a stem cell transplant
When your child is referred to Cook Children's for a transplant, you will meet with the transplant specialist. This appointment should include the patient and the donor. The doctor will go over the transplant process and answer questions that you, your child and the donor may have.
About one month before your child's scheduled transplant, your child will come in for a pre-transplant workup. For patients who do not live near Cook Children's, we will work with your pediatrician to have as many tests as possible done near your hometown.
The pre-transplant workup usually includes the following tests:
- EKG and echocardiogram to check your child's heart
- Chest X-ray to check your child's lungs
- Blood tests to determine previous viral infections
- Dental exam and cleaning to identify any potential problems before transplant
- Hearing test
- CT or MRI scans
- Pulmonary function tests (PFT)
- Testing to check your child's developmental stage and learning ability
Just before your child begins transplant radiation or chemotherapy, your child may require a new double or triple lumen central line placement. This central line provides nutritional support, blood products and frequent blood tests and medication to be done via IV. The central line will most likely be removed a few weeks or months after your child's discharge from the medical center.
Right before your child's admission, staff will complete any remaining tests and discuss consent forms. If your child requires radiation, you will meet with our radiation physician.
What to bring to the medical center
For your stay, we suggest you bring comfortable clothes, slippers and warms socks for both you and your child. Clothes need to be machine washed, dried in a hot dryer and packed in a suitcase or plastic bag to keep them clean until you arrive.
Because this will be a lengthy stay, you may want to bring your own clean pillow and blanket (feather pillows are NOT allowed). You may also bring your child's favorite stuffed animal, toys, videos and books. Photographs, posters and drawings can be used to decorate your child's room to make it feel as familiar as possible.
You may bring books, magazines, digital devices, and crafting projects like needlepoint for your own enjoyment. However, we will need to clean any items you bring to the medical center with a special cleaning agent that we have in the unit.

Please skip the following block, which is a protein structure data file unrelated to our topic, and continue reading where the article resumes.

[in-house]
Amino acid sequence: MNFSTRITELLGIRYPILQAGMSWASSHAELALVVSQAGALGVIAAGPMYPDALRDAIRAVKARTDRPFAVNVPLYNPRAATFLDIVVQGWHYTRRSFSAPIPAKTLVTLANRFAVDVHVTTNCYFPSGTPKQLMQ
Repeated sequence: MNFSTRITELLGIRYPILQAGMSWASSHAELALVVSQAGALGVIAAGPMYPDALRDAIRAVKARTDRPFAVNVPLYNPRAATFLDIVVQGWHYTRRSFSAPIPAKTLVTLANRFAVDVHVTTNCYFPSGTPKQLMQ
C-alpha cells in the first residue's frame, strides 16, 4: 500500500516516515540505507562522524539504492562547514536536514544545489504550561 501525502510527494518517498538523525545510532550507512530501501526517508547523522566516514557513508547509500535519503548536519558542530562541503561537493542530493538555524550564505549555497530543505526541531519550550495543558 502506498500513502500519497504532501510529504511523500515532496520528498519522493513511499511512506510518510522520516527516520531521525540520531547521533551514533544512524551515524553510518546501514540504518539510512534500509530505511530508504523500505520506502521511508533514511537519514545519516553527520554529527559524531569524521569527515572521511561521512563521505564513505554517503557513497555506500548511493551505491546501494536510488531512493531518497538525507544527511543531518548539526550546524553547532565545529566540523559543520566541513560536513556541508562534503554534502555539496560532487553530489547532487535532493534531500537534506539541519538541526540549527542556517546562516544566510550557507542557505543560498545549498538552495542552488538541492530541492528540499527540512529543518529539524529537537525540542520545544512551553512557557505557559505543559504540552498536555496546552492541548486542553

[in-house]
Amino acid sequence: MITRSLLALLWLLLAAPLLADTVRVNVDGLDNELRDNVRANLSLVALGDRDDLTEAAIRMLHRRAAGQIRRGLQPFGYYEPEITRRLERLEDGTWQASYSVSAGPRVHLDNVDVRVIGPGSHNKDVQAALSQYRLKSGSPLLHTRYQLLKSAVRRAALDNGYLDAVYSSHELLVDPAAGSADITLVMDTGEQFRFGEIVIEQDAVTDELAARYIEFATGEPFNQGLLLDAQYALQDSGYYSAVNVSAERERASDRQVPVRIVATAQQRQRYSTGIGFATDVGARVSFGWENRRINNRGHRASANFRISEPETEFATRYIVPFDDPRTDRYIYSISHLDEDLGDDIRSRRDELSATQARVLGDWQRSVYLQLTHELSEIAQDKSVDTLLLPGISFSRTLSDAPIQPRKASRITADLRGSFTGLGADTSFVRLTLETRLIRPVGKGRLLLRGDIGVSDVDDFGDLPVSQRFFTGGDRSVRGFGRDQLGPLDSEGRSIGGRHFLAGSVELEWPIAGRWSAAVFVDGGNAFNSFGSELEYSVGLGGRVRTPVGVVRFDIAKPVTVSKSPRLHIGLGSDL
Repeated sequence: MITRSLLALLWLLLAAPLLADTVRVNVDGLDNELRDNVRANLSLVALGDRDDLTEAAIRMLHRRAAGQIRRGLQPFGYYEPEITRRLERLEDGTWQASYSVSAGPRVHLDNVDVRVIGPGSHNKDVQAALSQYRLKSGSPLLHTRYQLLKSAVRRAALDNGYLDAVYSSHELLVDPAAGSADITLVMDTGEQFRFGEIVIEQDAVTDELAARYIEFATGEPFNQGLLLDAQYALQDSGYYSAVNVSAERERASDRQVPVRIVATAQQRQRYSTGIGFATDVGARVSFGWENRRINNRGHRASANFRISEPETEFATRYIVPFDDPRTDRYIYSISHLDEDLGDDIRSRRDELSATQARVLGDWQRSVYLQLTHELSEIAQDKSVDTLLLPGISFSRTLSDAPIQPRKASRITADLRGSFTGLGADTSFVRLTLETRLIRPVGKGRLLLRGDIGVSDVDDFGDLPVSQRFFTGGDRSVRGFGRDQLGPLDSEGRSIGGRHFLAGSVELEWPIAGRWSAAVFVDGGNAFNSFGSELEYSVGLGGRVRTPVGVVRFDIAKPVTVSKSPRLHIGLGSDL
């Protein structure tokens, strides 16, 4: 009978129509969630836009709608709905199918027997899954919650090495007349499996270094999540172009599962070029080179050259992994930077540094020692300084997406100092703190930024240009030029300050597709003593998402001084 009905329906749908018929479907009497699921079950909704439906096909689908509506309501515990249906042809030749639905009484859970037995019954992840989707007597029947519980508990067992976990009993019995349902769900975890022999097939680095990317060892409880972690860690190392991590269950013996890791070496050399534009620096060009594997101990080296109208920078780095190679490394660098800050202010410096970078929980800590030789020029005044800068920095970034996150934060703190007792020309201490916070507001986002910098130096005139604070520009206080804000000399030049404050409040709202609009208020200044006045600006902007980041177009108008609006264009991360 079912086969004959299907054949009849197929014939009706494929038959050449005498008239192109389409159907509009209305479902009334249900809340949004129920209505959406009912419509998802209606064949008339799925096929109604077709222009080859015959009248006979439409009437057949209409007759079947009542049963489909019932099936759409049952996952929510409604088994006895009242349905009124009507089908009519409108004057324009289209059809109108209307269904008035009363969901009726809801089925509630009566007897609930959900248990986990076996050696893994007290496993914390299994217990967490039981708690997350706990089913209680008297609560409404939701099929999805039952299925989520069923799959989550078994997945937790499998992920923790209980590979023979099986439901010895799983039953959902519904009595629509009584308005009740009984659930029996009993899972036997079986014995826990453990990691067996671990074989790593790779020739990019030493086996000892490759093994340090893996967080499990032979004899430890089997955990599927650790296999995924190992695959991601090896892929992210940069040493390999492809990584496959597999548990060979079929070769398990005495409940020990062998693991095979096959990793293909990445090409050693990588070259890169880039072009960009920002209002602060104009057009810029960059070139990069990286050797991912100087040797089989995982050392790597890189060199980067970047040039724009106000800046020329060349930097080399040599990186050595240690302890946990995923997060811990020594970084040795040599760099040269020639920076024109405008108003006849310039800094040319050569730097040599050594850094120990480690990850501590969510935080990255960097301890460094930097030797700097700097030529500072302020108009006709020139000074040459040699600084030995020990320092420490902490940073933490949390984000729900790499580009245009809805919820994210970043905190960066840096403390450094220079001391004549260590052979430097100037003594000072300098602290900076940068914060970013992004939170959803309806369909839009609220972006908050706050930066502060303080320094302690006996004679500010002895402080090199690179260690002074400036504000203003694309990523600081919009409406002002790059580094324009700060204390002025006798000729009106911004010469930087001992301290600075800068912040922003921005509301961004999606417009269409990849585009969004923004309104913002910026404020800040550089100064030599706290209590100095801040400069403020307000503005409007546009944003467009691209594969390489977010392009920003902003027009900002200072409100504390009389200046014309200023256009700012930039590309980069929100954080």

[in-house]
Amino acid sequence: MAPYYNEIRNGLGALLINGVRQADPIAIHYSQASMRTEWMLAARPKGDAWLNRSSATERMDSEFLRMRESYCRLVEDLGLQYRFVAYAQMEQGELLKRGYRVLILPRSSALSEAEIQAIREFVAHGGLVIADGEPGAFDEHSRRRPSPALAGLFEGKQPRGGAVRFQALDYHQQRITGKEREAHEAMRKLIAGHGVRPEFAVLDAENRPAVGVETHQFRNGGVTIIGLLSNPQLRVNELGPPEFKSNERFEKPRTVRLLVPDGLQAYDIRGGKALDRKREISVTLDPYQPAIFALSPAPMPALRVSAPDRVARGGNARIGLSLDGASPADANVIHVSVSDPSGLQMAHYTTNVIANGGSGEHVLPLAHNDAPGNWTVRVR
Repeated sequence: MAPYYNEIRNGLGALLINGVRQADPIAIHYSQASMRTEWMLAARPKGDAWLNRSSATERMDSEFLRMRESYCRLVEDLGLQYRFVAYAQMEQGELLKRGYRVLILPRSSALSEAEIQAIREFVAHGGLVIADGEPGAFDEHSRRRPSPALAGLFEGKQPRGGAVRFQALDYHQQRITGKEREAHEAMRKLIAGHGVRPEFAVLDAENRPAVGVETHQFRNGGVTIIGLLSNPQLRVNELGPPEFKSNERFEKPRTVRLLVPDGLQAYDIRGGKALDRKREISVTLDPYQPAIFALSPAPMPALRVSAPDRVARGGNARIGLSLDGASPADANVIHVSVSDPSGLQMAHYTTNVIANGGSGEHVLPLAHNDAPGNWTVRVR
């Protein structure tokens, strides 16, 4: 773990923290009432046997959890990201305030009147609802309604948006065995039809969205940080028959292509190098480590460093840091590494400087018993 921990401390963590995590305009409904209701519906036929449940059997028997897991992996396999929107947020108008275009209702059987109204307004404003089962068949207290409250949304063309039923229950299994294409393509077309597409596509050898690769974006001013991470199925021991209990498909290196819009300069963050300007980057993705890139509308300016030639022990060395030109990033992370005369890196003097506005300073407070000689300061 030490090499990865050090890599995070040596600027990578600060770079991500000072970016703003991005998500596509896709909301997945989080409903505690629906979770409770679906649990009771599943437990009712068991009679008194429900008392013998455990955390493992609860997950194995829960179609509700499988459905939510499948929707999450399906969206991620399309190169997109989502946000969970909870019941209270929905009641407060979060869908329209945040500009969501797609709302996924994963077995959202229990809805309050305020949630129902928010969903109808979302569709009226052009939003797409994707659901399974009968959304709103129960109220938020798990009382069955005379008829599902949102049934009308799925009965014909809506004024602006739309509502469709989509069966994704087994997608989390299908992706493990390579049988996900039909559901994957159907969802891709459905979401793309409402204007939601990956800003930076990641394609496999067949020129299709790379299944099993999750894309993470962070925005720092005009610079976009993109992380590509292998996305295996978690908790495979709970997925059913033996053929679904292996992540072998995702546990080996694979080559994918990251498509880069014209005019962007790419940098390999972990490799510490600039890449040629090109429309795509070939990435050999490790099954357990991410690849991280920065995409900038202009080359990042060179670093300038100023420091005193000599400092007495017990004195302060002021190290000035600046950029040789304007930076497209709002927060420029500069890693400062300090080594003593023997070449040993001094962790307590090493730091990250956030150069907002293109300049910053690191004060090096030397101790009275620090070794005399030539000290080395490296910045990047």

Our nursing staff will introduce you to the transplant unit and discuss the guidelines we have to help protect your child. At this time, you will also receive information about preventing infection, your child's special diet and the location of important areas and conveniences in the medical center.
Once your child is admitted to the medical center, visitation is limited. However, we do ask that you have someone with your child at all times. Both parents may stay with the child during the day and one may stay at night. Staff will ask for a list of five people—including parents—who will serve as caregivers. Anyone not on the list will be considered a visitor. Visitors may only enter the unit during visiting hours and must stay in the hallway. There is a window in your child's door and a phone that communicates only to your child's room, allowing others to see and talk with your child. Children under age 5 are not permitted in the transplant unit.
Flowers and plants are not permitted in the transplant unit because they can put your child at risk for infection.
The transplant team
Your child's care will be provided by a team of specialized people with different roles, including:
- Transplant physicians
- Pediatric nurse practitioners (PNP)
- Transplant nurse coordinators
- Pediatric nurses
- Social workers
- Financial counselor
- Clinical support staff
- Child Life specialists
- Physical/occupational therapists
- Case managers
- Patient educators
- School teachers
Parents are also considered a part of the team. As such, you will be involved in daily team meetings regarding your child. We recommend that you download a copy of our family medical planner to make it easier to keep track of all of the names, medications, treatments and care plans you will need to know during your stay and when you return home.
We are here to help.
If your child has been diagnosed, you probably have lots of questions. We can help. For information on support, research clinical trials, and resources, click here. If you would like to schedule an appointment, refer a patient or speak to our staff, please call our offices at 682-885-4007.